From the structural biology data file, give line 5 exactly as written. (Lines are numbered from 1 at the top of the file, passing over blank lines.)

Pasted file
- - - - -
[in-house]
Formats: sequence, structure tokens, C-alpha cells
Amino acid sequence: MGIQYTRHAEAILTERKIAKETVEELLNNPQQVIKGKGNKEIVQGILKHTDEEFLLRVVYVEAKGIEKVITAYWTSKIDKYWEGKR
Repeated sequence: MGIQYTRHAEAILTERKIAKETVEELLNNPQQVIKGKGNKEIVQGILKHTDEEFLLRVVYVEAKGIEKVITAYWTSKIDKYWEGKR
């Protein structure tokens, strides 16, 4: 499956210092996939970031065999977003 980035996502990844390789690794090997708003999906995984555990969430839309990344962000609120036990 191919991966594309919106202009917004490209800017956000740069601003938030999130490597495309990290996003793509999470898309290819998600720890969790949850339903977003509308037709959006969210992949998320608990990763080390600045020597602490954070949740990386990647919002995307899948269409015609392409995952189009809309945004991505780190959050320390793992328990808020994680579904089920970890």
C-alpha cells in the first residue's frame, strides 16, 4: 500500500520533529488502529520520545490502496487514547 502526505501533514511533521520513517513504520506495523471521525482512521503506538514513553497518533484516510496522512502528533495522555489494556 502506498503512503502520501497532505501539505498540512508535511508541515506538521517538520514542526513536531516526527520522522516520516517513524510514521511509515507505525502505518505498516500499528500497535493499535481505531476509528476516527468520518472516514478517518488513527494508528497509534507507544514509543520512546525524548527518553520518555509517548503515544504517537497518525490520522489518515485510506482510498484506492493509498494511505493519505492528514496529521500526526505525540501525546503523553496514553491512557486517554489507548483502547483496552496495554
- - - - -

């Protein structure tokens, strides 16, 4: 499956210092996939970031065999977003 980035996502990844390789690794090997708003999906995984555990969430839309990344962000609120036990 191919991966594309919106202009917004490209800017956000740069601003938030999130490597495309990290996003793509999470898309290819998600720890969790949850339903977003509308037709959006969210992949998320608990990763080390600045020597602490954070949740990386990647919002995307899948269409015609392409995952189009809309945004991505780190959050320390793992328990808020994680579904089920970890």